Mary Holm has spent decades giving financial advice. Does that mean we still don't get it? The Weekend Herald columnist and author talks with Frances Cook.
In 40 years of talking and writing about money, Mary Holm has seen both everything change and nothing change.
Interest rates may be rock bottom now and KiwiSaver may have come into existence but the human stories at the heart of the money problems are what keeps her on her toes.
As she sifts through letters from readers, she'll find many with new problems to discuss. Often she'll take a walk to clear her head and think about what she wants to say to them.
"I don't think, when I do these columns, 'Oh gosh, here we go again with another message.'
"There are always different people writing in. They might be a bit scared, or overconfident, or part of a couple where they think totally different things.
"Having real people there makes it that much more interesting to read it. These are real people, with their quirks and their own takes on things."
Holm says that enduring interest in the people behind money woes is why she's written her latest book, A Richer You: How to make the most of your money.
It features 184 of the most interesting letters she's received over the years, split into categories including saving, paying off debt and how to invest.
Holm is at pains to point out it's not just about money management. The stories she chose show how money opens up more options in life, giving people opportunities.
Then she laughs as she admits there's also a note of voyeurism.
"Being stories, it makes it quite an easy read, I think. They're compelling.
"I think people enjoy spying on someone else's money stuff, that we usually all keep so private.
"There's also a power in stories. You know, when you read a good novel you often learn something about human relationships.
"A good story will always be thought-provoking."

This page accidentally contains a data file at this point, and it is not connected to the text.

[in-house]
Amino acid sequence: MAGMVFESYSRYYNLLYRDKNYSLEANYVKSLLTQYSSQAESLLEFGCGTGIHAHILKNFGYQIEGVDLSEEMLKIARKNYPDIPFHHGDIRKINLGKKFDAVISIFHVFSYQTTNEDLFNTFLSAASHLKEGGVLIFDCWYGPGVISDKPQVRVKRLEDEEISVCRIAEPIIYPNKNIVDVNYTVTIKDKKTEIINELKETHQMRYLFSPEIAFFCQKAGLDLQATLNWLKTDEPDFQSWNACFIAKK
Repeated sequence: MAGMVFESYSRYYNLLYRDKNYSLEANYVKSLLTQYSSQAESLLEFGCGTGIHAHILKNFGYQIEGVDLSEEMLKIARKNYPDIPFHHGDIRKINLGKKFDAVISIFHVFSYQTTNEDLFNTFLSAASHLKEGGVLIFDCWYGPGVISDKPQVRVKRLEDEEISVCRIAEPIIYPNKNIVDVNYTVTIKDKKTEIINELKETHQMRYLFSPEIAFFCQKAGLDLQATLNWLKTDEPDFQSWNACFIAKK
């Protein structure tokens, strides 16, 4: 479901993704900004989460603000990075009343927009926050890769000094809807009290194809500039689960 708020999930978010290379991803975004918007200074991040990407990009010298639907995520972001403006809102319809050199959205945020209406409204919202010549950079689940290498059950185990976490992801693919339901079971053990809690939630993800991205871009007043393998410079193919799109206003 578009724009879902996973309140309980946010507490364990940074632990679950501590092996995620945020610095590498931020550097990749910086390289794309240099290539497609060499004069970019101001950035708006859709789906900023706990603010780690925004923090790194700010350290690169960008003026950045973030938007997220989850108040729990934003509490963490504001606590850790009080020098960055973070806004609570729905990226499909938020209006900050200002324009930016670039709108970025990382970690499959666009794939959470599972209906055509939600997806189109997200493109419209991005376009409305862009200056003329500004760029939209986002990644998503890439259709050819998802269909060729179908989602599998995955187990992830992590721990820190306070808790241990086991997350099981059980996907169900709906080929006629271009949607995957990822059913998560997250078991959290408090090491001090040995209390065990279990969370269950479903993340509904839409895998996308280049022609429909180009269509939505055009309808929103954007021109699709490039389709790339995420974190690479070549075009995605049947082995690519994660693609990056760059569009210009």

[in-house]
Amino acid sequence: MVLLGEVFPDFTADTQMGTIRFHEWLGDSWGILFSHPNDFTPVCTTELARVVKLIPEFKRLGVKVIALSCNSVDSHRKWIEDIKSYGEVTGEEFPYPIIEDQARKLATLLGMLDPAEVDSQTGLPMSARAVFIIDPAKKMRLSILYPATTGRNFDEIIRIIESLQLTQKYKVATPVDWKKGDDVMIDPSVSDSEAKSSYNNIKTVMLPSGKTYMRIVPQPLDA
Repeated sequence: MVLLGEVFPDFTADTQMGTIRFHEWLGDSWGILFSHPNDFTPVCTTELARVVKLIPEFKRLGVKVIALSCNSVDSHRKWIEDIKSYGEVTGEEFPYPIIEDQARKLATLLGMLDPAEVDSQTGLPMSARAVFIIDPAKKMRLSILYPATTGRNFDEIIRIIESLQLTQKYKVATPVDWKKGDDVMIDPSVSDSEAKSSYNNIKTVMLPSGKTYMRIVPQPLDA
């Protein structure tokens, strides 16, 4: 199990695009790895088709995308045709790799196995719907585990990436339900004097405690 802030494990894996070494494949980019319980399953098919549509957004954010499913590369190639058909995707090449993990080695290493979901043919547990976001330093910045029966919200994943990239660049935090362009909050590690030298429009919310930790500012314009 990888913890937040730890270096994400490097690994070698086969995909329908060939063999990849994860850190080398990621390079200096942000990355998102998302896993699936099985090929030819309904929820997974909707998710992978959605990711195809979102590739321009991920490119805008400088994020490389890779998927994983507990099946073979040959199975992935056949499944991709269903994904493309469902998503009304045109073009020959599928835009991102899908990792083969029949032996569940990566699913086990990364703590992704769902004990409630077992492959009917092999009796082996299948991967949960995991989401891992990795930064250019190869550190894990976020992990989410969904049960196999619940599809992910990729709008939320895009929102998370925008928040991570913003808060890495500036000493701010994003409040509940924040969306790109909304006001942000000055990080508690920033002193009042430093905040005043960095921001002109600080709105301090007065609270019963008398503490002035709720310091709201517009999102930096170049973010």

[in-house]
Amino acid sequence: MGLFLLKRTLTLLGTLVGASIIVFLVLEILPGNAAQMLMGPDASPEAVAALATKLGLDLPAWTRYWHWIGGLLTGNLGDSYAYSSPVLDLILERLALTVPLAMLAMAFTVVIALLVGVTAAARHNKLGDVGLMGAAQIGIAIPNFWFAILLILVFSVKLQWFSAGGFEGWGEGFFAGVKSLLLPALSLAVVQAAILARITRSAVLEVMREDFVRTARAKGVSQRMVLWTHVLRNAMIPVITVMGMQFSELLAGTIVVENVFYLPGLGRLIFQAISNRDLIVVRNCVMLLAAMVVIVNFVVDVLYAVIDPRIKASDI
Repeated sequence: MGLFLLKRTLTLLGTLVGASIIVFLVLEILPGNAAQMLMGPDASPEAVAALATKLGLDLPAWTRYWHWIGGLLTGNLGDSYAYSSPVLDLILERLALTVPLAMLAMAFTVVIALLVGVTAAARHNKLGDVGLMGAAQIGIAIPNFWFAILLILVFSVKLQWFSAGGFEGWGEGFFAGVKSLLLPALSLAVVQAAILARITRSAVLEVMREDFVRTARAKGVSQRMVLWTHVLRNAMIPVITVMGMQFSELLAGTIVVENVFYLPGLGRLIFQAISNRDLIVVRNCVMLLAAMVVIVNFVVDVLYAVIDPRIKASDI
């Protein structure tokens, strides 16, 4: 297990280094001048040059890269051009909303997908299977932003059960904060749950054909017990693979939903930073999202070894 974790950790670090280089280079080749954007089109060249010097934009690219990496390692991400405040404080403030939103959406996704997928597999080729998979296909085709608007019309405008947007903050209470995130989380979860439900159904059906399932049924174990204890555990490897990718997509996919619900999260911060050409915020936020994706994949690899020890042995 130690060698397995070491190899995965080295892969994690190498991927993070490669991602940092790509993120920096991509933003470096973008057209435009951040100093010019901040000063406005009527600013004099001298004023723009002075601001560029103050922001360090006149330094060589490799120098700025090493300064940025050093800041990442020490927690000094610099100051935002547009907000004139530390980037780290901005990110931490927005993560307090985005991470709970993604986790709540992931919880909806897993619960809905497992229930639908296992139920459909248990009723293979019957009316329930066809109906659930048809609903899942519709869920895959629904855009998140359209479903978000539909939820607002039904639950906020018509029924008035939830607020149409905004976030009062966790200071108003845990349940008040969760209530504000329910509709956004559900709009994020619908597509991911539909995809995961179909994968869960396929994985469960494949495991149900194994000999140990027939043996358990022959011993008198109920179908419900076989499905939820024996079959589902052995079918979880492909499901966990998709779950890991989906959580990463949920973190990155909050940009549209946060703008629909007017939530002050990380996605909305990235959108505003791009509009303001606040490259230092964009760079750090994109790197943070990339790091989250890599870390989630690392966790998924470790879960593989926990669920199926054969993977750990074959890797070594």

It's an approach that serves both her columns and the new book well.
But the solution can depend on so much; what a person wants, their values, the resources at their disposal.
Holm says talking about finance through people's stories shows not only the rules of the game but also when you need to break those rules.
Sometimes she receives letters from a couple in conflict, with different goals. Holm is asked to step in almost as marriage counsellor first and money mentor second.
Or there are people who have saved and invested until they're in a comfortable position. But they find old habits die hard and they can't bring themselves to relax and enjoy their money.
She finds that sad and tries to find tactful ways to tell them that life is for living.
On rare occasions someone's story keeps her awake at night.
Such as the woman whose husband told her she wasn't good with money, as she spent too much. So he gave her an allowance and handled the rest of it himself.
The woman became unhappy in the marriage but felt stuck. She didn't know how much money they had, where it was - or how she would cope by herself.
"I'm haunted by that conversation. I hate that, I hate hearing that.
"It's your whole life we're talking about here."
Holm says that's one reason why she works to write her books and columns in plain language.
Her biggest worry is that the people who need her advice most will never hear it, because they've given up on ever being able to manage their money.
But she says she's yet to come across a situation where she can't offer some type of help, even if it's directing them to free, independent organisations such as the FMA or Money Talks.
"People don't know how much free, unbiased advice is out there, places where they can get help.